I learn that they’re talking about a senator from Colorado who’s apparently visiting the center. They joke about him signing booby bills. Then they joke about a regular client who supposedly is sending a spaceship to Mars and how he’s becoming mama’s-milk bros with the famous quarterback. I relax. I know this conversation. It happens in all the service quarters, behind those quiet doors of spas, across partitions, in galleys, kitchens, after closing. The ones who do the serving indulge a special power over those they serve: to laugh, mock, diss, say it as it is. Here, you don’t even get to see them. Pop stars, models, oligarchs, tech innovators, people hailed as geniuses for making money out of money.

Jen leans to me and says, How did you find out about this place?

A lady dressed the same as Laurel gave me a card in the hospital where my baby was born.

Jen nods. Did she also ask about your placenta?

She said the best way to preserve it was to dehydrate it.

You dried yours?


Smart. I wish I’d kept all of mine, Violeta says. The price for those is on the up.

Don’t sell it here though, Cheryl says. You’ll get way more for it online when you need cash.

You know why you need cash? Frida says. Cause they don’t pay us enough. You know how much those clients are paying for just one little ounce of milk? Just one tiny, little ounce?

So much, Sampaguita says, looking at me. They pay so much for this stuff.

Frida looks at everyone. They need to pay commission, she says. Fifty-fifty.

Xiaoyue interrupts with a joke about the famous quarterback who, she says, wants it straight from the source. No middle, she says. He’s here to suck mama-titties.

The women relax again and cackle at this. Wide grins. Eyes winking. Mouths open, top teeth showing.

But Frida’s not laughing. Commission, she repeats.

Cheryl looks at Frida. The other place up the coast pays commission, she says.

Where’s the other place? I ask.

It’s shit there, Frida says. Shit commission.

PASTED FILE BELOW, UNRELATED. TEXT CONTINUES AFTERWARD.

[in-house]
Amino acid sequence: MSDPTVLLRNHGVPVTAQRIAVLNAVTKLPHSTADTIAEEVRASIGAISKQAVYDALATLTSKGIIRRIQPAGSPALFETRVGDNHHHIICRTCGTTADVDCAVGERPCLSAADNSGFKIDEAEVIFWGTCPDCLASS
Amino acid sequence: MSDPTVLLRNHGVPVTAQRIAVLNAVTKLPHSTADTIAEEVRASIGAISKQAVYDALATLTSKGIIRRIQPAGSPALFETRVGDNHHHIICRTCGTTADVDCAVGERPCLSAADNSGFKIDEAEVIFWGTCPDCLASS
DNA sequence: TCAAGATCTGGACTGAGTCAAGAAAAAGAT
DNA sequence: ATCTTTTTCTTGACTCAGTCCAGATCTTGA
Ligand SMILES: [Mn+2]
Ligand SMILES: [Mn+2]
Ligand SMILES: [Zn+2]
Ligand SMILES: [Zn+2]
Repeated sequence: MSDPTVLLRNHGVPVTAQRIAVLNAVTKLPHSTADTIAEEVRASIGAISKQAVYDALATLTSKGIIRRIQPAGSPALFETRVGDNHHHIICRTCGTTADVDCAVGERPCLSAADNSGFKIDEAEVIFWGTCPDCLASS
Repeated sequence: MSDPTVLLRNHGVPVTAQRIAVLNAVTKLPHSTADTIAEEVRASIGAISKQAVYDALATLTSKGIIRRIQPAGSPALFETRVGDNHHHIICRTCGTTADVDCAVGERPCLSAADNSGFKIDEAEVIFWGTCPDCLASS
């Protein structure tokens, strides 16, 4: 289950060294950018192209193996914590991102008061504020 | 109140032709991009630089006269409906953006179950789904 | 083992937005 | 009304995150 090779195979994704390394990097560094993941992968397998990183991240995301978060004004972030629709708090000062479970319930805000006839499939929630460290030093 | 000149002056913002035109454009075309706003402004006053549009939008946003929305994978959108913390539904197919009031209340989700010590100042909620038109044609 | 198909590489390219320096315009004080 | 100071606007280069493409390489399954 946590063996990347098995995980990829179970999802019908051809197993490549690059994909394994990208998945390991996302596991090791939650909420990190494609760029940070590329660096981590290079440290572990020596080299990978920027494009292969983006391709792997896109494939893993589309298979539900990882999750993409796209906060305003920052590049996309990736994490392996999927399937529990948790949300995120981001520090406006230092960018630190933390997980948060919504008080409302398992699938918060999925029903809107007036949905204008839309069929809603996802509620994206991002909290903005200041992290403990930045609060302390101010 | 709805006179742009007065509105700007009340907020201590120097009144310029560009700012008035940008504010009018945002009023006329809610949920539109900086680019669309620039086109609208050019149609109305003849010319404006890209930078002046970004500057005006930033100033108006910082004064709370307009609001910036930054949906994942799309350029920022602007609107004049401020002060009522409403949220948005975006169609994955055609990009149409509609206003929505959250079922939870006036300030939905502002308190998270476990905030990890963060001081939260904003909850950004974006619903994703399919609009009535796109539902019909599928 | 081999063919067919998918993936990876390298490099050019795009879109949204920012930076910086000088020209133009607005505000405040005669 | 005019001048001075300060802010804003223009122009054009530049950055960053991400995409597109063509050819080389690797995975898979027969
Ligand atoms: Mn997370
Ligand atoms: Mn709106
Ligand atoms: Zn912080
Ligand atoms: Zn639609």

You been there? I ask.

It’s in Washington, Cheryl says.

Washington’s shit, Frida says. Fifty-fifty is what they need to pay us.

Is rent better in Washington? I ask.

Everyone laughs at this, but in a low way, teeth clenched, no pleasure. Where do you rent? I say to them.

Jen squints and shakes her head, looking down at her feet. Supposedly they’re building a worker village, Cheryl says.

I hate those places, Sampaguita says. My sister’s in one outside Aspen. They bus you. It’s like two hours away from the jobs.

I’m in a motel, I say. But the guy there says I have to leave at high season.

Trade Winds? Cheryl asks.


That guy’s not kidding, Cheryl says. He doesn’t care if you got three kids with you.

If they paid fifty-fifty you could get a real house, Frida says.

You ever cleaned house around here? Jen says. Those things aren’t real. I turn to Frida. Where do you live?

She raises her finger and points it at me. You need fifty-fifty. Everyone gets quiet. Frida looks around. Fifty-fifty, she whispers.





In any case, there’s something off about the sunset. I notice it as I roar down the winding road after six o’clock. Stunning red, beautiful, you might think. But I see something in that red that reminds me of the inland, southern place I got away from, a place where everything’s burning unless you have an indoor pool or another home to fly to until the skies clear. But all you have is a converted garage with your newborn child. And you have to pay another child to take care of your child so that you can go to your various jobs: holding pressure points on scalps, shaving dead skin off live feet, rubbing oils into human crevices, mopping residual sweat out of marble corners, discarding balls of hair, the general care for the shells of those able to have those shells cared for. And all the while you get sorry texts from the father of your child as he drives long distances to help pay for your garage, telling you he has to go even further this time, which means that every night you’re alone with your baby and when it’s really hot you have to sleep with the garage door open and that means sleeping with one eye open because of the desert animals and people in search of an open garage to rest in, which is fine, but there are also straight-up bandits and as you sleep with that eye open you see something. A new kind of red. It can only be seen in latest hours. It pulses. It comes from people in the other garages, the people sleeping in cars, people outside in smoke and smog and danger. And a voice in you says, Leave. Go now. Go north. If there’s nothing in the north, go north again.





Helen wants to sleep in her tent. She has a little teepee, white canvas, propped up with four wooden poles. Natalie set it up on a blanket in the middle of the motel cabin. After dinner Helen curls up on her front and sucks her thumb, her raggedy bunny under her arm. She says, Mama, book!

I climb in with her, my legs sticking out, and read two books. Then I say it’s bedtime. She says, In tent.

I say, In your crib.

In her crib, I know where she’ll be. Penned in one place. A prisoner, but safe. That way I can sleep.

In tent! Mama too!

It’s bedtime, I say. And yet I also want what she wants, for her to sleep in a place that seems magical. I want her to want magic.

Surprisingly though, she crawls out. I feel conflicted. Fight back, I want to say as I get her ready. Resist.